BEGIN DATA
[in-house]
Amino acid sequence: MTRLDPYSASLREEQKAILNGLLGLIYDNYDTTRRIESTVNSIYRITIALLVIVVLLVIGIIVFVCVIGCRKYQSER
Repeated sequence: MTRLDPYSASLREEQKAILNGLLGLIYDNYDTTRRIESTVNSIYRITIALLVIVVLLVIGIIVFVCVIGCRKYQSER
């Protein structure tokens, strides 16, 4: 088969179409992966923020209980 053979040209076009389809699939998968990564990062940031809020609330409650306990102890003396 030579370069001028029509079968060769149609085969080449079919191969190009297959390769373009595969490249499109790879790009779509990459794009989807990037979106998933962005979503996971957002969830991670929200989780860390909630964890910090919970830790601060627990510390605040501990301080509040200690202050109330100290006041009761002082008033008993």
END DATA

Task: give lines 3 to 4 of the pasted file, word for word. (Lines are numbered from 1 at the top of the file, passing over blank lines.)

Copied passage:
Repeated sequence: MTRLDPYSASLREEQKAILNGLLGLIYDNYDTTRRIESTVNSIYRITIALLVIVVLLVIGIIVFVCVIGCRKYQSER
């Protein structure tokens, strides 16, 4: 088969179409992966923020209980 053979040209076009389809699939998968990564990062940031809020609330409650306990102890003396 030579370069001028029509079968060769149609085969080449079919191969190009297959390769373009595969490249499109790879790009779509990459794009989807990037979106998933962005979503996971957002969830991670929200989780860390909630964890910090919970830790601060627990510390605040501990301080509040200690202050109330100290006041009761002082008033008993």